User talk:Flipping Mackerel
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- You're fine; all is forgiven. By the act of editing those old talk notes, you have acknowledged reading them, which is fine. All anybody asks is that you observe our conflict of interest rules if you feel any desire to edit articles where that is relevant for the reasons listed in the COI article linked above. Just keep up your many fine edits. --Orange Mike | Talk 16:48, 11 December 2009 (UTC)
Thanks for those good changes at schadenfreude
However is a conjunctive adverb, so it can be used to join two phrases. (Maimon, Elaine (2010). The Brief McGraw-Hill Handbook. New York: McGraw-Hill. p. 527.) cheers --Guerillero | My Talk 03:17, 17 January 2011 (UTC)
- Yes, but a conjunctive adverb is not used in the same way as a conjunction.
- 1. "However", as a conjunctive adverb, modifies a clause, not introduces one: "He knew a great multitude of things about her; however, he did not know her middle name."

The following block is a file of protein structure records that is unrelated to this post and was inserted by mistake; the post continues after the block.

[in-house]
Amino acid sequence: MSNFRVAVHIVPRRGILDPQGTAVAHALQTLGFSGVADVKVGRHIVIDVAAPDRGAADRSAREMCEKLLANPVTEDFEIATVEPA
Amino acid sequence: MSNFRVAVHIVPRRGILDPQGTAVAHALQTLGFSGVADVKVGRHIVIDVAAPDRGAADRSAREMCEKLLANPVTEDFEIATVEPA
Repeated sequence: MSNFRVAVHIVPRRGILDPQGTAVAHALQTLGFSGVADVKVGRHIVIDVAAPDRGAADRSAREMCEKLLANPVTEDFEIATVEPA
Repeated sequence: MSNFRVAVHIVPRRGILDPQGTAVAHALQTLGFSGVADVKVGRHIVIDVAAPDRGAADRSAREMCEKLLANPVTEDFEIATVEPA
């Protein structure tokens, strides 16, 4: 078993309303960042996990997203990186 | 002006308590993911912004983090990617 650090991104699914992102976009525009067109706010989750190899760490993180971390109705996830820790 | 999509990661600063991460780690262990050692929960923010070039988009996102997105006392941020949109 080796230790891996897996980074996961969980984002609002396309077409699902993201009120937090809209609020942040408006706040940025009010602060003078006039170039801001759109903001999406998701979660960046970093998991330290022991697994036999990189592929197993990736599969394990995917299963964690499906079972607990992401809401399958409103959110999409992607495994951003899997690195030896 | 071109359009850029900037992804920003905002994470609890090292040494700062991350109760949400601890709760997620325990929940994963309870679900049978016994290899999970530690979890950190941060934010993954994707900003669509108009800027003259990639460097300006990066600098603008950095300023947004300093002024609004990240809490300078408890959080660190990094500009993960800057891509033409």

- 2. (This is not to be confused with the second meaning of "however" -- namely, "regardless of the large amount of" -- which is employed in a deceptively similar way to a conjunction: "He did not know her middle name, however many other things he knew about her.")
- 3. The following incorrect usage has the first meaning; it is mistakenly being used as a conjunction: "He knew a great multitude of things about her, however he did not know her middle name."
- That last usage is, unfortunately, the most common and the one I correct with the note "However is not a conjunction".
- It's interesting to note that a recent trend is to mistake all conjunctive adverbs for conjunctions ("He knew a great multitude of things about her, accordingly he knew her middle name"); however, "however" suffers most frequently. Flipping Mackerel (talk) 13:21, 17 January 2011 (UTC)